3.2.5. Packet Interception and Removal 3.2.5. Packet Interception and Removal
A packet interception and removal attack results when a Man-In-The- A packet interception and removal attack results when an MITM
Middle attacker intercepts and drops protocol packets, preventing the attacker intercepts and drops protocol packets, preventing the
destination node from receiving the timing information. destination node from receiving the some or all of the protocol
packets.
3.2.6. Packet Delay Manipulation 3.2.6. Packet Delay Manipulation
In a packet delay manipulation scenario, a Man-In-The-Middle attacker In a packet delay manipulation scenario, an MITM attacker intercepts
intercepts protocol packets, and relays them to their destination protocol packets, and relays them to their destination after adding a
after adding a maliciously computed delay. maliciously computed delay.
Note that the attackee still receives one copy of each packet, Note that the victim still receives one copy of each packet, contrary
contrary to the replay attack, where a packet is received by the to the replay attack, where some or all of the packets may be
attackee more than once. received by the victim more than once.
3.2.7. Cryptographic Performance Attacks 3.2.7. Cryptographic Performance Attacks
In cryptographic performance attacks, an attacker transmits fake In cryptographic performance attacks, an attacker transmits fake
protocol packet, causing high utilization of the cryptographic engine protocol packet, causing high utilization of the cryptographic engine
at the receiver, which attempts to verify the integrity of these fake at the receiver, which attempts to verify the integrity of these fake
packets. packets.
This DoS attack is applicable to all encryption and authentication
protocols. However, when the time protocol uses a dedicated security
mechanism implemented in a dedicated cryptographic engine, this
attack can be applied to cause DoS specifically to the time protocol
3.2.8. L2/L3 DoS Attacks 3.2.8. L2/L3 DoS Attacks
There are many possible Layer 2 and Layer 3 Denial of Service There are many possible Layer 2 and Layer 3 DoS attacks. As the
attacks. As the target's availability is compromised, the timing target's availability is compromised, the timing protocol is affected
protocol is affected accordingly. accordingly.
3.2.9. Master Time Source Spoofing (e.g. GPS fraud) 3.2.9. DoS Attacks against the Time Protocol
An attacker can attack a clock using an excessive number of time
protocol packets, thus degrading the victim's performance. This
attack can be implemented, for example, using the attacks described
in 3.2.2. and 3 .2.4.
3.2.10. Grandmaster Time Source Spoofing (e.g. GPS fraud)
In time source spoofing, an attacker spoofs the accurate time source In time source spoofing, an attacker spoofs the accurate time source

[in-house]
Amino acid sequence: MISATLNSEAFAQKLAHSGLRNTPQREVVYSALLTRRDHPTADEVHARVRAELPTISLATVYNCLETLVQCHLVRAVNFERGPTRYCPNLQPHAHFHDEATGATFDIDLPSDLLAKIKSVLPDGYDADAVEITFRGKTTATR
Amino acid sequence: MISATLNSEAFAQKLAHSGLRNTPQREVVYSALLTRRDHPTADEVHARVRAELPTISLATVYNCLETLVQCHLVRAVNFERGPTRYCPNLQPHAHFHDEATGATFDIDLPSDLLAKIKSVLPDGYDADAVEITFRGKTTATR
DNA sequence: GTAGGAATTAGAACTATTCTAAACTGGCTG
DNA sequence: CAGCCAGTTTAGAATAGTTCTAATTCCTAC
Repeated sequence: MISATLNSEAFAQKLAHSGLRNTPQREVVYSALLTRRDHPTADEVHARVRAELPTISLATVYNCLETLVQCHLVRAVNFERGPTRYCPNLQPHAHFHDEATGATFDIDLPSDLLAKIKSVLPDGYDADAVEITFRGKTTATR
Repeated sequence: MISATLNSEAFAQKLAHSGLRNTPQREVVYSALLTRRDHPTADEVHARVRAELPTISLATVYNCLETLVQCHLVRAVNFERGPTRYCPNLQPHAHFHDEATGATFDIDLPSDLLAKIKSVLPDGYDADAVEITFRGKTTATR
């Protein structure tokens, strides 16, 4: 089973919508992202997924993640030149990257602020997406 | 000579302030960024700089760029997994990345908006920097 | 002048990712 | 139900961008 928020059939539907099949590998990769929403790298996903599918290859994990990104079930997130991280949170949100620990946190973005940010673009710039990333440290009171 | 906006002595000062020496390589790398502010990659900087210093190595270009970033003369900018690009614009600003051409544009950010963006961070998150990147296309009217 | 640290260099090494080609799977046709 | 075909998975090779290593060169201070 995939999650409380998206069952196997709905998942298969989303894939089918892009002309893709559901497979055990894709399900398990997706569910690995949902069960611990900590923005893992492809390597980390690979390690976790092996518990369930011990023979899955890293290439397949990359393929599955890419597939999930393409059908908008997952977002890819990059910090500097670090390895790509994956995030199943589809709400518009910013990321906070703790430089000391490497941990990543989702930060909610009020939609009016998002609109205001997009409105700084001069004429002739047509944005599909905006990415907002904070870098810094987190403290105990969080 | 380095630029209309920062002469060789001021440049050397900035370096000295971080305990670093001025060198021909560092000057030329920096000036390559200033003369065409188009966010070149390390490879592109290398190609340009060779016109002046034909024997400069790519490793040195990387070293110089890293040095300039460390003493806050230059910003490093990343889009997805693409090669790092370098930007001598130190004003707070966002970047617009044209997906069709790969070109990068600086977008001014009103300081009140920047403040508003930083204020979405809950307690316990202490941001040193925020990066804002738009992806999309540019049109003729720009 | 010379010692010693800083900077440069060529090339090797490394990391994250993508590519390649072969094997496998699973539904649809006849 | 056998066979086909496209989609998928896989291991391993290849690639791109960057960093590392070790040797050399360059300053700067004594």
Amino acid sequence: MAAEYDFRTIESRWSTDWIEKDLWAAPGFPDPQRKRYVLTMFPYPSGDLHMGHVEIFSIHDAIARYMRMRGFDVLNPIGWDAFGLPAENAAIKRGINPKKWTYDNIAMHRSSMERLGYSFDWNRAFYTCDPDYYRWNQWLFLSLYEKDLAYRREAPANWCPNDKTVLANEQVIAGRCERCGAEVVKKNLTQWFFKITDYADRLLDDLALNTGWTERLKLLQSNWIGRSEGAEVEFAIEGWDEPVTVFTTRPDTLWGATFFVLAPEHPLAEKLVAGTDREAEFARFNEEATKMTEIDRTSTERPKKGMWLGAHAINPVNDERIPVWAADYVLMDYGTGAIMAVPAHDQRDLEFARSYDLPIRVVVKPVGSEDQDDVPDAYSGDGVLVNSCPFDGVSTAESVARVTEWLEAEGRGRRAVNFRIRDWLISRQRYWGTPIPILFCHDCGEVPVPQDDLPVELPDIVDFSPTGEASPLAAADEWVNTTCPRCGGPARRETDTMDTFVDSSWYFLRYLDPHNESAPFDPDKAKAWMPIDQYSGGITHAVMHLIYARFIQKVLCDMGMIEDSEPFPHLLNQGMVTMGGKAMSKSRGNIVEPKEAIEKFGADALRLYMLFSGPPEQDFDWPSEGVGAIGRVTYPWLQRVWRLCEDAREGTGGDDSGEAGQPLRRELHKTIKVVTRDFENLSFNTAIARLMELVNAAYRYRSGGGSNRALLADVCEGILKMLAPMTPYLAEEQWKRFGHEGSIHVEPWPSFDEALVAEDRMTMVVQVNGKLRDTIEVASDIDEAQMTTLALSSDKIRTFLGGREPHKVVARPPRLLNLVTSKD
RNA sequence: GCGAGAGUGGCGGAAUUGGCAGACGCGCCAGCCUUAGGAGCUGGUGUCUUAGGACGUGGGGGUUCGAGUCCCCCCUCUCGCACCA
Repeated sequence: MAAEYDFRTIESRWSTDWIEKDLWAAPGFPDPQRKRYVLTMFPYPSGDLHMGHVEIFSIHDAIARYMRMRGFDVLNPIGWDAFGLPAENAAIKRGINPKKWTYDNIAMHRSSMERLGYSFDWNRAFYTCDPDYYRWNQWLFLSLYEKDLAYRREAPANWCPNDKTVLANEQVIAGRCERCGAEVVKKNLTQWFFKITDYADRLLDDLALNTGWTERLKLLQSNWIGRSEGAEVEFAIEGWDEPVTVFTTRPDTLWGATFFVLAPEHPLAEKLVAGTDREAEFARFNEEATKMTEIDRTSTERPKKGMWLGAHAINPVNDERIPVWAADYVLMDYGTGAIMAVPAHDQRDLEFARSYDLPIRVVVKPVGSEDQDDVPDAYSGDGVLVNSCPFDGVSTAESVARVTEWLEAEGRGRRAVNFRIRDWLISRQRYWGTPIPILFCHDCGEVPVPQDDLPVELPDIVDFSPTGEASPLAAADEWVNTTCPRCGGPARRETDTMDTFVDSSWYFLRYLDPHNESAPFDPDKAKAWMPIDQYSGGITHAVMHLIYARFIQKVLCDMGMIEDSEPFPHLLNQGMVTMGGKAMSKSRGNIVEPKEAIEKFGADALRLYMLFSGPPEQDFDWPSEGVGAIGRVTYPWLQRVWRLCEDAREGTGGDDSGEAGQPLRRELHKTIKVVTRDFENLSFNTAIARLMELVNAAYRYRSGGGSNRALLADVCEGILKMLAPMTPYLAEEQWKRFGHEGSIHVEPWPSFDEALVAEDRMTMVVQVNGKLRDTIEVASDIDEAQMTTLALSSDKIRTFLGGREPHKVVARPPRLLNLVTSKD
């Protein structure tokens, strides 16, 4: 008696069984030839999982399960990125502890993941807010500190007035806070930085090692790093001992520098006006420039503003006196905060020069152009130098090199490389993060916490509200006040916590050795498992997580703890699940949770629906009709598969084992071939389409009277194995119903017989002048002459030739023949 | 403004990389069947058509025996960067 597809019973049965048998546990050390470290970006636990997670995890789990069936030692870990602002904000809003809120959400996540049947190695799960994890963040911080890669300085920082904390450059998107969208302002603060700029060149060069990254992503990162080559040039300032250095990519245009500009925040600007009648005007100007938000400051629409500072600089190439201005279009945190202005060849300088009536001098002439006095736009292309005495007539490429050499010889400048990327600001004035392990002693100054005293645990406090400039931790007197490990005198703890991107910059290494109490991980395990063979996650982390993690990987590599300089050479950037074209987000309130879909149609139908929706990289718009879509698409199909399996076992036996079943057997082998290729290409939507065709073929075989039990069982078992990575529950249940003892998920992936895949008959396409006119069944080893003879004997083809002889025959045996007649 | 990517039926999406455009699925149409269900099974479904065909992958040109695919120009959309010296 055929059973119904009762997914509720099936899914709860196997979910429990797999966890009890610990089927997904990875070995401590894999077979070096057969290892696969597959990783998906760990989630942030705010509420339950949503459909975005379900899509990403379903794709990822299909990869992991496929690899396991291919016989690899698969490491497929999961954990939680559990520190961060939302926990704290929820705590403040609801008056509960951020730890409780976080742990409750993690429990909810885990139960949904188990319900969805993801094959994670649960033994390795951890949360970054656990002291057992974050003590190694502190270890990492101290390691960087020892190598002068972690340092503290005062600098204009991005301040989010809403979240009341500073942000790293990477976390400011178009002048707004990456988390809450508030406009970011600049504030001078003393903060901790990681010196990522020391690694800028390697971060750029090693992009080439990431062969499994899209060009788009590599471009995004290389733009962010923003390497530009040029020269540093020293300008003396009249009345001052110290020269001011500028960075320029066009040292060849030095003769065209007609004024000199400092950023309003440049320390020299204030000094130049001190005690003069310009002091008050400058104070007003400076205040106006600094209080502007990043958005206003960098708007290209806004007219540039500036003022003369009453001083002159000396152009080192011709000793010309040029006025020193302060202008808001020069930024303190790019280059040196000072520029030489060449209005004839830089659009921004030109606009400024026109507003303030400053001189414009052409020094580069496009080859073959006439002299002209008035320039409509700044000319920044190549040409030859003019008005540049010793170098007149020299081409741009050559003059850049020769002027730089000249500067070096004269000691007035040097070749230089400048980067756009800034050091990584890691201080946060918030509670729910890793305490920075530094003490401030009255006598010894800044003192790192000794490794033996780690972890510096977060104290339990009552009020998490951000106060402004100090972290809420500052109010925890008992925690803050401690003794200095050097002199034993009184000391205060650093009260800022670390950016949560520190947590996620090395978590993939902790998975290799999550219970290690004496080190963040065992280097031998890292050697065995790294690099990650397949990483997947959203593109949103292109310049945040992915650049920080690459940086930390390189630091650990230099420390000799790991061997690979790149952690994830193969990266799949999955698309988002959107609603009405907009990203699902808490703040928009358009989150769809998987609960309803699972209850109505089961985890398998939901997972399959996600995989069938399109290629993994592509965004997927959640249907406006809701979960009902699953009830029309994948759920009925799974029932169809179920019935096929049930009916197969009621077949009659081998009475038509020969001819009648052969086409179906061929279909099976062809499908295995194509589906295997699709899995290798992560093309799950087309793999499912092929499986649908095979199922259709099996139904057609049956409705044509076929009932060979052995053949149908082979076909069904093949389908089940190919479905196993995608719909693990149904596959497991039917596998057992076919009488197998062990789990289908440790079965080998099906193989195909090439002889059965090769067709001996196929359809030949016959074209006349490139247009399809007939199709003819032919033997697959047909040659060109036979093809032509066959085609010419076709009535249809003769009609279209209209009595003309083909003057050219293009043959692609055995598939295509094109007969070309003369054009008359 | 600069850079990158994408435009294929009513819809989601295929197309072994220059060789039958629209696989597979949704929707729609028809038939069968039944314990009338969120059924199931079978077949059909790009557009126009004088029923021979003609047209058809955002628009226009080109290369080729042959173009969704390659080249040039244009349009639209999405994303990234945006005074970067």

of the master. For example, if the master uses a GPS based clock as of the grandmaster. For example, if the grandmaster uses a GPS based
its reference source, an attacker can spoof the GPS satellites, clock as its reference source, an attacker can spoof GPS satellite
causing the master to use a false reference time. signals, causing the grandmaster to use a false reference time.
Note that this attack is outside the scope of the time
synchronization protocol. While various security measures can be
taken to mitigate this attack, these measures are outside the scope
of the security requirements defined in this document.
3.3. Threat Analysis Summary 3.3. Threat Analysis Summary
The two key factors to a threat analysis are the severity and the The two key factors to a threat analysis are the severity and the
likelihood of each of the analyzed attacks. likelihood of each of the analyzed attacks.
Table 1 summarizes the security attacks presented in 3.2. For each Table 1 summarizes the security attacks presented in 3.2. For each
attack, the table specifies its impact, and its applicability to each attack, the table specifies its impact, and its applicability to each
of the attacker types presented in 3.1. of the attacker types presented in 3.1.
Table 1 clearly shows the distinction between external and internal
attackers, and motivates the usage of authentication and integrity
protection, significantly reducing the impact of external attackers.
The Impact column provides an intuition to the severity of each The Impact column provides an intuition to the severity of each
attack, and the relevant Attacker Type columns provide an intuition attack, and the relevant Attacker Type columns provide an intuition
about the how difficult each attack is to implement, and hence about about the how difficult each attack is to implement, and hence about
the likelihood of each attack. the likelihood of each attack.